Of course, the degree of difficulty may vary, but as I said, the requirements for the initial creation of the music are very much the same as writing music for a full feature film. 

Film music or the process of creating music for film has altered and evolved over the years, how do you work out your musical ideas whilst working on a project, do you sit at the piano and sketch out your themes and ideas and then utilize a more tech way to develop these?

I work exclusively digitally due to time constrains. However, I do sketch digitally ideas as quickly as possible. I then go over the ideas in passes. The best way to describe it, is, let’s say, akin to how a printer works in terms of laying the colours one on top of the other.  I find that this process keeps the writing fresh. 

In 2014 you scored Decline of an Empire (Katherine of Alexandria) which was set in the times of The Roman Empire, and had an impressive cast list including Edward Fox, Peter O Toole and Stephen Berkoff, the score is again magnificent, was this performed by the City of Prague Philharmonic, who you have worked with many times?

I had the opportunity to work on the score for Decline of an Empire and I am very grateful to have been given the chance to score the music for a film which featured so many legendary actors and a great many newcomers. I do appreciate your kind words on the score. Regarding the recording, on this occasion, the score was created entirely digitally.

The composer with Nic Raine.

I know that Nic Raine has conducted a few your scores, he is a wonderful conductor and an accomplished composer, do you conduct at all or is it better for you to supervise the session on a movie from the recording booth?

Indeed, I have been privileged to work with such a great conductor & orchestrator!  It was also a thrill to work with James Fitzpatrick who has worked with some of my most favourite composers of all time and was wonderful for him to supervise the recording sessions in Prague. Regarding conducting, indeed, I do prefer to listen to the score and produce it on the recording sessions. 

The Peoples Orchestra.

You also work with the Peoples Orchestra in the UK, can you tell us something about the orchestra and how you became involved with them?


The People’s Orchestra is based in the Midlands in the UK, and it is a wonderful organization which through music, helps a lot of people. It really is like a big family, and always great to work with this fabulous orchestra.  I have had a great working relationship with ‘The People’s Orchestra’ here in the UK over the course of many years. They were kind enough to record several orchestral pieces of mine.  A few years ago, I contacted the orchestra’s MD , Sarah Marshall, who was kind enough to take my music on board for live performances and recordings.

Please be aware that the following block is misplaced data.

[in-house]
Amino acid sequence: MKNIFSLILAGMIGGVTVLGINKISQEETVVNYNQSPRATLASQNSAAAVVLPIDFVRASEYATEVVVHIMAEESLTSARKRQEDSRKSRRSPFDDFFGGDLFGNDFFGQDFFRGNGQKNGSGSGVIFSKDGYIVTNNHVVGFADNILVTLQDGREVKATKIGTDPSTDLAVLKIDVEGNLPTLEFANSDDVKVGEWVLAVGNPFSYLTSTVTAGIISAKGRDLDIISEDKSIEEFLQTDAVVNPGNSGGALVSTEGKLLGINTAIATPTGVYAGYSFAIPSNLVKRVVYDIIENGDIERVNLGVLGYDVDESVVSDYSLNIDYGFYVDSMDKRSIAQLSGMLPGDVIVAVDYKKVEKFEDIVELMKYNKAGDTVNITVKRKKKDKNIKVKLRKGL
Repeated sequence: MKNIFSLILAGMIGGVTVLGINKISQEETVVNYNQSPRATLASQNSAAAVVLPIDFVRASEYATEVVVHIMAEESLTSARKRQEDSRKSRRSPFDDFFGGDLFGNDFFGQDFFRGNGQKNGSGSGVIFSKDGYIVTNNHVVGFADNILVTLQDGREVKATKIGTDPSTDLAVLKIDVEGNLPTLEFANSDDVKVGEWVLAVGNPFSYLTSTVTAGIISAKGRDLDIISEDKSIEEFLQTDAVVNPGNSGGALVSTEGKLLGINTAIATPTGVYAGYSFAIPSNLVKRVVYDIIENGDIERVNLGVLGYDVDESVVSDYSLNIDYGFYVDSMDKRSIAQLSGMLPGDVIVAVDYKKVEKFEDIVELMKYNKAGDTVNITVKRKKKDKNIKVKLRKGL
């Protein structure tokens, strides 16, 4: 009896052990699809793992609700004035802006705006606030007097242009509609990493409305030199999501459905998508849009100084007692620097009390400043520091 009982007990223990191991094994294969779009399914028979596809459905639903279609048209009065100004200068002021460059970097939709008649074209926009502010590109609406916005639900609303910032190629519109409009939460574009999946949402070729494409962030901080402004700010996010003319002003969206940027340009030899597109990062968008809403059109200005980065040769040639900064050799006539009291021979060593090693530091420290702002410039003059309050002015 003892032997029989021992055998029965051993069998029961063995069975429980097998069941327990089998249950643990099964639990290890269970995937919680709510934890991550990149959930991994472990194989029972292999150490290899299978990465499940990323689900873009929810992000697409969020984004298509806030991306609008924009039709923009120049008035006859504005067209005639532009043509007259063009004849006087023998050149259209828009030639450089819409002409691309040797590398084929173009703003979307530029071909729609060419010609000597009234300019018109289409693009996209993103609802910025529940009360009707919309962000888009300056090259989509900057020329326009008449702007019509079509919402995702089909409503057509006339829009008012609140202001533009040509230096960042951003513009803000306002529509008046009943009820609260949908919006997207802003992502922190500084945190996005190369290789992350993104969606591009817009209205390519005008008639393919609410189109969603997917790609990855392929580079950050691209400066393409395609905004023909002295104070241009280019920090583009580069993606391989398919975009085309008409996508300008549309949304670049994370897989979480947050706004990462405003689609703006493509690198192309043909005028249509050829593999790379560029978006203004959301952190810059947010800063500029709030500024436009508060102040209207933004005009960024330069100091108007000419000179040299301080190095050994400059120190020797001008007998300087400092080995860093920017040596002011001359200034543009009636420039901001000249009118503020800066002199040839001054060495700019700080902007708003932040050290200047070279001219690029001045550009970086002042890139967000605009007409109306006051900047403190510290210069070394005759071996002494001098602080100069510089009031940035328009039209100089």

We have been working since then on several projects and we are hopefully to carry on creating new music for the foreseeable future. We are currently working on a piece to celebrate The Commonwealth, titled ‘We Are One’ which features and orchestra & choir and very much look forward to finalising its mixing process. 

We Are Angels was a TV series you scored in 2014, I think you worked on 14 episodes, when scoring an episodic series, is the schedule tighter than on a movie, and do you recycle any of the themes from early episodes into the scores of later ones?

Indeed, the music for TV work requires a much tighter schedule, however, ‘We Are Angels’ didn’t adhere to traditional time constrains as the production followed a longer time schedule. Music wise, the episodes were different to each other, however, some themes were repeated as some of the characters to which I wrote music for, made a comeback to some of the episodes. 

We are Angels.

After you have spotted a movie and decided what style of score you will write and where music is to be placed how long do you normally have to compose and record the music, maybe you could use Hostile Territory as an example?

The period of composing and recording depends greatly on each production in terms of its budget and quality requirements.  It can take from 6 to 8 and sometimes 12 weeks to complete a score. This greatly depends on the complexity of the production of the score, its duration, budget, orchestral requirements etc. and, as re-edits can sometimes take place, re-scoring will be required to fit the new edits. 

For Hostile Territory, I believe the work was circa 6 weeks for the composition, and we then recorded the orchestral parts with members of The City of Prague Philharmonic Orchestra. If I remember correctly, the recordings took place within a few days. 

What is next for you?

We are about to complete all work for a new piece titled ‘We Are One’ with ‘The People’s Orchestra’ & Choir, also I am completing the score for a wonderful short film titled ‘Beyond the Lake’ by director Simon Constantine.

In addition, I have been attached to score the music for the great Action/Comedy film ‘Accident Man 2’ directed by Harry & George Kirby with whom I have worked on several of their brilliant projects over the years. The film features an incredible cast of martial artists, starring Scott Adkins. 

I am also looking forward to the release of the dark Sci-Fi film ‘DEUS’ by writer/director Steve Stone which I scored last year. 

I would like to take this opportunity to thank you for having me here!